CONFERENCE THEME – 10,000 law faculty have spent the past year teaching on one video platform or another. Many have had to manage their courses through some kind of website or LMS. They now have skills – however reluctantly learned – in some aspects of computer-mediated instruction and educational video. This is a skill set – however nascent – that will be useful in the future. How can we build on this? If you had a magic lamp, what would be your three wishes for the way legal education is done in the 2020s? We hope to explore this theme from the perspective of faculty, students, law librarians, educational technologists, and Teknoids in legal education. Join us!
The CALIcon Conference, also known as ” The Conference for Law School Computing® “, is one of the longest-running legal education conferences in the United States. The conference brings together law school faculty, librarians, IT professionals, and administrators to share ideas, innovations, experiences and best practices in legal education/technology that you can use at your law school. It is eclectic, engaging, fun and well-catered. Don’t miss out on this opportunity!
Who Attends CALIcon?
Our attendees are a mixture of law professors, law librarians, and library directors, law school IT staff and law clinic faculty. We are also beginning to see attendees from the legal technology world. They are early-adopters, socially connected and highly influential in technology purchasing decisions. We expect 250- 350 attendees this year.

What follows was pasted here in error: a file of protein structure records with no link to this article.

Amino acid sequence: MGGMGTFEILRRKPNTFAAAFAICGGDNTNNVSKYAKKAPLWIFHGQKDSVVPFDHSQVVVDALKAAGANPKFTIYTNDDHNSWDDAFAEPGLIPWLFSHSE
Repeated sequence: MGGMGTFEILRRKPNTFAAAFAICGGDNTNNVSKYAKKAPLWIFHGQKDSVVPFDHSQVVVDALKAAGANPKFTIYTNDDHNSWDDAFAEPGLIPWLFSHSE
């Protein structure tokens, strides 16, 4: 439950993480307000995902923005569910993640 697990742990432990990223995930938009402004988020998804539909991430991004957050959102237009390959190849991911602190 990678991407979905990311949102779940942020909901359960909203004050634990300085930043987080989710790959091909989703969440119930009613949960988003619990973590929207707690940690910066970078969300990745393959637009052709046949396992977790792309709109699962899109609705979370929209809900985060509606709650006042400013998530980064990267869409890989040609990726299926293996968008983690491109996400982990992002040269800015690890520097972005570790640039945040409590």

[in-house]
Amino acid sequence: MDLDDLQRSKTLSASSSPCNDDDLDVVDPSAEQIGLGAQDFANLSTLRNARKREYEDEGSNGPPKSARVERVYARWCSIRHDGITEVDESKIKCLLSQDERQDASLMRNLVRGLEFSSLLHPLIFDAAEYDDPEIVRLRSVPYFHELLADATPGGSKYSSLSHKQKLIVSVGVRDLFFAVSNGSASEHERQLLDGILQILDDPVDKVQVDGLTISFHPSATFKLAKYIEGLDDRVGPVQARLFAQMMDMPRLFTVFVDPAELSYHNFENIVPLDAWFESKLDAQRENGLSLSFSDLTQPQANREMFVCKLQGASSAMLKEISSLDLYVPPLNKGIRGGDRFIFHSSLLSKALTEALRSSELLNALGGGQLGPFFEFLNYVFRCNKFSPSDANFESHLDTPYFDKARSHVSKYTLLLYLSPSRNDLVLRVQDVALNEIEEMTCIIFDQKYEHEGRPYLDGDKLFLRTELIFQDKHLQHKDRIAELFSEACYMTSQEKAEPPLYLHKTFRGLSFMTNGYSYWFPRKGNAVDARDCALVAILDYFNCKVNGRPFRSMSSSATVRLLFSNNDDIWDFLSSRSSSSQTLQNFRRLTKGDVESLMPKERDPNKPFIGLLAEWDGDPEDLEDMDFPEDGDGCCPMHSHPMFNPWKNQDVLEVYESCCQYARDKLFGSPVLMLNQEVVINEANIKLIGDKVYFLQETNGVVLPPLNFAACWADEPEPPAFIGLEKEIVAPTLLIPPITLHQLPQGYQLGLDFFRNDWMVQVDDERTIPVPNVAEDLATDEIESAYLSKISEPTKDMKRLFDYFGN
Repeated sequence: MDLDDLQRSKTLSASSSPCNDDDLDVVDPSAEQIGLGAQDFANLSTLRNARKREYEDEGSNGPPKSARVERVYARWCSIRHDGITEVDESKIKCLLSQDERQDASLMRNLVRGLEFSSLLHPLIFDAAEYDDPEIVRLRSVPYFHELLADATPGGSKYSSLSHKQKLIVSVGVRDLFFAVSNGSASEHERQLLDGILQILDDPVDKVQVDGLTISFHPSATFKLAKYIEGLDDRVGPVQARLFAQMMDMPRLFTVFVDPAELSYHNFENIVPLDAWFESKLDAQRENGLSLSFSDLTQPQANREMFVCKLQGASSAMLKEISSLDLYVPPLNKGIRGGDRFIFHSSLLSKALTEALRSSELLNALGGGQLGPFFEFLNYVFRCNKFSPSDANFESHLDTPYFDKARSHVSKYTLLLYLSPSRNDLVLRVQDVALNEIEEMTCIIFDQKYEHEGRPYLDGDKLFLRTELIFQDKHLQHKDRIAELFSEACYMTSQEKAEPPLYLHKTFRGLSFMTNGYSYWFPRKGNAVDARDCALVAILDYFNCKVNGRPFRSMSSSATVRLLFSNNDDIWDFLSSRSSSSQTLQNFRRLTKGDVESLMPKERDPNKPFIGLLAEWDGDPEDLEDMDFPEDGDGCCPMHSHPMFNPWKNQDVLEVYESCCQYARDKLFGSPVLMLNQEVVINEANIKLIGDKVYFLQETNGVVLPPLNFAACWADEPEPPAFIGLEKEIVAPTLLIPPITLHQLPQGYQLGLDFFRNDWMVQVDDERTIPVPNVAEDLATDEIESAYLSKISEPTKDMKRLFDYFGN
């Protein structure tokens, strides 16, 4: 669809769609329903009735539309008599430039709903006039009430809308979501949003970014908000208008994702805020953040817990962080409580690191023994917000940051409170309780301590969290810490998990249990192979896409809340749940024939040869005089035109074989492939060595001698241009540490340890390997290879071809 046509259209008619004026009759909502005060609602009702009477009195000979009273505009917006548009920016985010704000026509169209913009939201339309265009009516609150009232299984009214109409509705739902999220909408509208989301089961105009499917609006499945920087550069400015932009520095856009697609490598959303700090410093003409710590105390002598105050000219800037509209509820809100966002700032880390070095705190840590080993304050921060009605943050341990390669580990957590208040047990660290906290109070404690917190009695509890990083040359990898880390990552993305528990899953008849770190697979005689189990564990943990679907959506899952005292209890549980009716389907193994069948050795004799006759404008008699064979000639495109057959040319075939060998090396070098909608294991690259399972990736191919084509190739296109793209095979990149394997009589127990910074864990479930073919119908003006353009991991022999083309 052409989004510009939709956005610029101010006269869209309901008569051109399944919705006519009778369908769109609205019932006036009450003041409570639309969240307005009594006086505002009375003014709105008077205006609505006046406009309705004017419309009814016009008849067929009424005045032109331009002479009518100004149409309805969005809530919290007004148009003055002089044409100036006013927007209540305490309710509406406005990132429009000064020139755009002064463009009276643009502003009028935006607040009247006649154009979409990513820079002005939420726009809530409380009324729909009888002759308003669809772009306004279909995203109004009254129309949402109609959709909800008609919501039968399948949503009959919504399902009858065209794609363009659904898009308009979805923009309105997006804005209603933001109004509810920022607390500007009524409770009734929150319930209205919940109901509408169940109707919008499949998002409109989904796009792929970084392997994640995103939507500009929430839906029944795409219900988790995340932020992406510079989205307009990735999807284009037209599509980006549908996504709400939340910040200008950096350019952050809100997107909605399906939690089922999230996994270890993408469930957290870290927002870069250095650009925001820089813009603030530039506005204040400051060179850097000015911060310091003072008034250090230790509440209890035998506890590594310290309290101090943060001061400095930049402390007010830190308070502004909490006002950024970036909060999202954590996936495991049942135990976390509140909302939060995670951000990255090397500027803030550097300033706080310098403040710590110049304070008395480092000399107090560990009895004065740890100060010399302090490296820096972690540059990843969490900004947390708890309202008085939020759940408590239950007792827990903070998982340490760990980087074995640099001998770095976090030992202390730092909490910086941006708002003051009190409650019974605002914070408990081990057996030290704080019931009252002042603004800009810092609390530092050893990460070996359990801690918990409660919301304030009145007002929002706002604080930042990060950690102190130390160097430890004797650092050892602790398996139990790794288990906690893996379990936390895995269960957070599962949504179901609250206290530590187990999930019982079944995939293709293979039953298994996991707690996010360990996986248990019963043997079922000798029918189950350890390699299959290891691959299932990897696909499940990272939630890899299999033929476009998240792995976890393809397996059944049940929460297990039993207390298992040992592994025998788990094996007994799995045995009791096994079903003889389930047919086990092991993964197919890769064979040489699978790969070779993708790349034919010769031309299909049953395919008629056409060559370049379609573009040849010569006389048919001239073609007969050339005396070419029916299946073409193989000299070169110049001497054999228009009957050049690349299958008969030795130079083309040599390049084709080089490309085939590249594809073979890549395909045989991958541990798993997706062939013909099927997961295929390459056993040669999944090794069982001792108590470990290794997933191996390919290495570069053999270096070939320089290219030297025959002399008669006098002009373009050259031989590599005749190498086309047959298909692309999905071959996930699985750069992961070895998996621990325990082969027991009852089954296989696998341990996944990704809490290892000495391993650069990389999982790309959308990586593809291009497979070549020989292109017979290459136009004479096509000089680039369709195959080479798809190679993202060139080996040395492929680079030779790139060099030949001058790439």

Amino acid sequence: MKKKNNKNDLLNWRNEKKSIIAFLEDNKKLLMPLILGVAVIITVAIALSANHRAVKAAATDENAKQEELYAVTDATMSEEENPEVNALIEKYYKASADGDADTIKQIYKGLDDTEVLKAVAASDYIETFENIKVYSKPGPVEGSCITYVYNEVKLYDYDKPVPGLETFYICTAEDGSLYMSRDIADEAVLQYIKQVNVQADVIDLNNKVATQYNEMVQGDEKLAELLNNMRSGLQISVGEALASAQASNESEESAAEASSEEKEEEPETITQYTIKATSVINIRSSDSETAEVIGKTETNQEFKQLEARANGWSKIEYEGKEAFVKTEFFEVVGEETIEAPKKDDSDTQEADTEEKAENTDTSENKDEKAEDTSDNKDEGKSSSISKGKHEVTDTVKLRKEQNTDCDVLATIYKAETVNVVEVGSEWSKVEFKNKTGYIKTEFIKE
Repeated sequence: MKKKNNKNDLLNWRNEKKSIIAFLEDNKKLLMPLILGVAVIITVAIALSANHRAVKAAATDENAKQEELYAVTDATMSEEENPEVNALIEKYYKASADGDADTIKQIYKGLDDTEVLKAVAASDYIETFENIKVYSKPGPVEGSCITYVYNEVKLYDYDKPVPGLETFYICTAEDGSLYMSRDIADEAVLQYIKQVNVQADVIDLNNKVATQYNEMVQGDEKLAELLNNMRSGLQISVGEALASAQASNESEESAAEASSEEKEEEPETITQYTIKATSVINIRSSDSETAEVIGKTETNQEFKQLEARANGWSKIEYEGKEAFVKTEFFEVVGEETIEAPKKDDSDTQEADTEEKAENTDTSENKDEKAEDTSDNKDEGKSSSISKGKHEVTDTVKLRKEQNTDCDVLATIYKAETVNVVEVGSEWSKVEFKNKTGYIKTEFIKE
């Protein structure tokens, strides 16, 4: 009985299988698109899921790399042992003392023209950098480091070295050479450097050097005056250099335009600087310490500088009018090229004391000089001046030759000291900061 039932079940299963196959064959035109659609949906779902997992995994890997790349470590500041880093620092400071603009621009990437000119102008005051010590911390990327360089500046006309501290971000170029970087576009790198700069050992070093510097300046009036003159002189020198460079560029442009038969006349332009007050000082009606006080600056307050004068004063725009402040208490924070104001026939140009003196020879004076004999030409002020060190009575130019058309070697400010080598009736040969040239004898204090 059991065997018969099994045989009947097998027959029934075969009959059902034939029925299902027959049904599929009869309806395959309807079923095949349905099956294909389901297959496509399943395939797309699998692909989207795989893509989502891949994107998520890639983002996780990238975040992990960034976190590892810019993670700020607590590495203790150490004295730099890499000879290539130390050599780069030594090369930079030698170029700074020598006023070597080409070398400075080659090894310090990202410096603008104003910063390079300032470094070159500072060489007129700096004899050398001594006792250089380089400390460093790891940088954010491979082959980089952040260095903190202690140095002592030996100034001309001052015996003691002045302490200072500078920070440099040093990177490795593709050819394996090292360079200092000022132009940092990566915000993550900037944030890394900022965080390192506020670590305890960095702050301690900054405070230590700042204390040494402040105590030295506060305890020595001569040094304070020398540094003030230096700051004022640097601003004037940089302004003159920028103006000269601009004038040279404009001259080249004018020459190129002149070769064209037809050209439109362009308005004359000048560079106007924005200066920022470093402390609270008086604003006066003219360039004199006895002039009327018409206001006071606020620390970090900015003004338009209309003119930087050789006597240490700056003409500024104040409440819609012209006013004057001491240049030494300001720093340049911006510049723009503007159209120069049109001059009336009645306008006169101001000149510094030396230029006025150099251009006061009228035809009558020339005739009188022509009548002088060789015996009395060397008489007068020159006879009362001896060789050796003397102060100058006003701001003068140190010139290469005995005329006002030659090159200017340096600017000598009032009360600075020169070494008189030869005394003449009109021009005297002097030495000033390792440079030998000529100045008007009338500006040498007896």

CALIcon2020: Pandemic + Legal Education + Tech
CALIcon2020 Sessions are available on the CALI YouTube channel. All the sessions were about “Pandemic + Legal Education + Tech”.
CALI Conference Video Archives on YouTube
Our conference video archives are available on YouTube. We didn’t edit or check for relevance. We simply posted everything we could find, so the quality of video and content will vary greatly. Have fun!
CALI Conference Website and Agenda Archives
Many of these conference websites are very old (in internet years, at least) and have not been maintained in any way. Broken images and dead links ahead: 2020, 2019, 2018, 2017, 2016, 2015, 2014, 2013, 2012, 2011, 2010, 2009, 2008, 2007, 2006 (Blog), 2005, 2004, 2003, 2002, 2001, 2000 (Agenda), 1999, 1998, 1997, 1996, 1995. There isn’t anything we could find from 1994, 1993, 1992 or 1991 except a few scattered brochures. If you have documents from those conferences, please contact Scott Lee (firstname.lastname@example.org) or just go ahead and scan them and send them along.